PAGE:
Plans to dump waste on Ingrebourne Hill reviewed during appeal

Residents and councillors, who oppose the Ingrebourne Hill plans, staged a protest outside Romford T

Residents and councillors, who oppose the Ingrebourne Hill plans, staged a protest outside Romford Town Hall before the appeal started yesterday. - Credit: Archant

Controversial plans to dump “inert” waste on Rainham’s Ingrebourne Hill will destroy the area’s biodiversity and give way to a lorry every three minutes, a public enquiry heard yesterday.

Plans to merge Ingrebourne Hill with Hornchurch Country Park, using construction material by re-designing the landscape of the green belt, were debated at Romford Town Hall after the applicant Ingrebourne Valley Ltd appealed Havering Council’s decision to reject the planning application last year.

About 20 protesters opposing the plans gathered in front of the town hall before the appeal started.

Inspector Stuart Nixon told the appellant figures in their application “just don’t stack up”, leaving “uncertainties” on the nature of the plans.

Putting forward its case, the company described the rubble which would be tipped onto Ingrebourne Hill as “indigenous” and “not classified as waste”.

Douglas Symes, planning consultant for Ingrebourne Valley, told the inspector about 80per cent of the soil was already construction material.

But South Hornchurch Cllr Michael Deon-Burton said: “I am unaware of any incidents where the dumping of waste improved the quality of life of residents and the area around it.”

Most Read

He described the plans as “a factory facility”, which he argued had never been fully set out in the application.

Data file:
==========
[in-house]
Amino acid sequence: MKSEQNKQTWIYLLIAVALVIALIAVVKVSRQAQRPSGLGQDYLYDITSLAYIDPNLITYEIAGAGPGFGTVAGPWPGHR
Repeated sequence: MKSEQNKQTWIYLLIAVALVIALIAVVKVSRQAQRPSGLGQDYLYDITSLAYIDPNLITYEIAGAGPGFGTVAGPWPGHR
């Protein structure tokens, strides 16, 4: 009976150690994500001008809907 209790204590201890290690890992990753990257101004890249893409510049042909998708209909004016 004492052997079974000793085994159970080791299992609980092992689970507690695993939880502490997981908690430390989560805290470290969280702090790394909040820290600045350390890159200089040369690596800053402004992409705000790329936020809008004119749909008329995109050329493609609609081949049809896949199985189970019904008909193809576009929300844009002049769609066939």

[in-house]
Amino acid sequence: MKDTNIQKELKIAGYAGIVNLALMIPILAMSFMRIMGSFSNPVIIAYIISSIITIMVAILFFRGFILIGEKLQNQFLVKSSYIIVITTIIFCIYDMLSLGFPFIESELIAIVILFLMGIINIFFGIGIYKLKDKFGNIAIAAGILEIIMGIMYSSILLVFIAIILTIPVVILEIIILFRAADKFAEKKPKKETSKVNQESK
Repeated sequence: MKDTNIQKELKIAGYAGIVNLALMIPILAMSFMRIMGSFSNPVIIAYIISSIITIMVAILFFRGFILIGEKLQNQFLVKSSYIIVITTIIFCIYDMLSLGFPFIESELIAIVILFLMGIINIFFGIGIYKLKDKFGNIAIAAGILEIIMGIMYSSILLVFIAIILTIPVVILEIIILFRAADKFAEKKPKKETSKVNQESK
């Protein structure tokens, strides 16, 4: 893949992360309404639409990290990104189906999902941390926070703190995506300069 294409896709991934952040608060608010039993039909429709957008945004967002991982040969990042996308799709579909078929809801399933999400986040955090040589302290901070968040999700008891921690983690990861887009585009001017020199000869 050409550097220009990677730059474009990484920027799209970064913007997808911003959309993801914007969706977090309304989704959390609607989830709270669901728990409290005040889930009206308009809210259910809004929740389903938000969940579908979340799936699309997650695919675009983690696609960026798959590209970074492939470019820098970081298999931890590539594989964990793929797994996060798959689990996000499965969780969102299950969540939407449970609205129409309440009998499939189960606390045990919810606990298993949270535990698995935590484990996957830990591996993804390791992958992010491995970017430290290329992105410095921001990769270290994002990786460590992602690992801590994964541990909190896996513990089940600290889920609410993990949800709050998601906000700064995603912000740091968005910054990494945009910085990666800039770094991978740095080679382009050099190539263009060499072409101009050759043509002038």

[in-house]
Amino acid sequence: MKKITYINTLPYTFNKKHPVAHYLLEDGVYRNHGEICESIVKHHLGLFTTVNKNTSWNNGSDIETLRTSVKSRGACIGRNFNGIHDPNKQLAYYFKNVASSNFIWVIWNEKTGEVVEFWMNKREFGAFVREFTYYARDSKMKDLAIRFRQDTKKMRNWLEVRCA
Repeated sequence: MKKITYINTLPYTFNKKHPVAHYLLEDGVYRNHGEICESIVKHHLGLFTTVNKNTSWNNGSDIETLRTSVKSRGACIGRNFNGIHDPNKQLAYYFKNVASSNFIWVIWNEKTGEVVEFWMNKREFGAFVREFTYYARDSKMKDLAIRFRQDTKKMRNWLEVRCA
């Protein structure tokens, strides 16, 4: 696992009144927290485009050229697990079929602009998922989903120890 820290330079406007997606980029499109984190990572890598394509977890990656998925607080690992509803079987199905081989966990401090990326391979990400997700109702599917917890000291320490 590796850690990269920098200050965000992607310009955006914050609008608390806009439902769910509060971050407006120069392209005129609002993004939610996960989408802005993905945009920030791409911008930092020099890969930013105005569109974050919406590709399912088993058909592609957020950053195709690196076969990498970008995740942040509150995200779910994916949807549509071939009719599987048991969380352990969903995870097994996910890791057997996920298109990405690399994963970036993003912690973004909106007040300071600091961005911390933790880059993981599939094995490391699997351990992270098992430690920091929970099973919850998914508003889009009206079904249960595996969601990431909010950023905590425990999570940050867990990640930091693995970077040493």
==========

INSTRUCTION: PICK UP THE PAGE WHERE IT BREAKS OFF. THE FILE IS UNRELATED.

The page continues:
Two important points of debate concerned the traffic and the ecological value of the site.

Mr Symes argued the site had “suffered degradation through time” and it would “benefit” from the company’s proposed restoration.

But Ian Pirie, coordinator at Havering Friends of the Earth, explained there was a “mystical belief” planting trees increased biodiversity and said the open grass land was an important habitat for invertebrates.

Rosina Purnell, from Havering Friends of the Earth, told the Recorder the proceedings had been “shambolic”.

“They are destroying a beautiful national park. This is ecological vandalism,” she said.

While Ingrebourne Valley Ltd argued 200 lorries would come to and from the site daily, representing 1pc of the total traffic volume in the area, Rainham Cllr David Durant argued this would imply “a lorry every three minutes”.

He added these were “impossible figures” because they implied 20,000 vehicles passed the site in a day, which would make the road “impassable”.

South Hornchurch Cllr Graham Williamson told the enquiry the addition of new developments in the southern part of the borough “had changed things dramatically” since the traffic tests were conducted.

Inspector Nixon said he would refer to the Environmental Agency to ensure environmental regulations were enforced.

The appeal was adjourned to a date in early February, when Inspector Nixon will also conduct a site visit.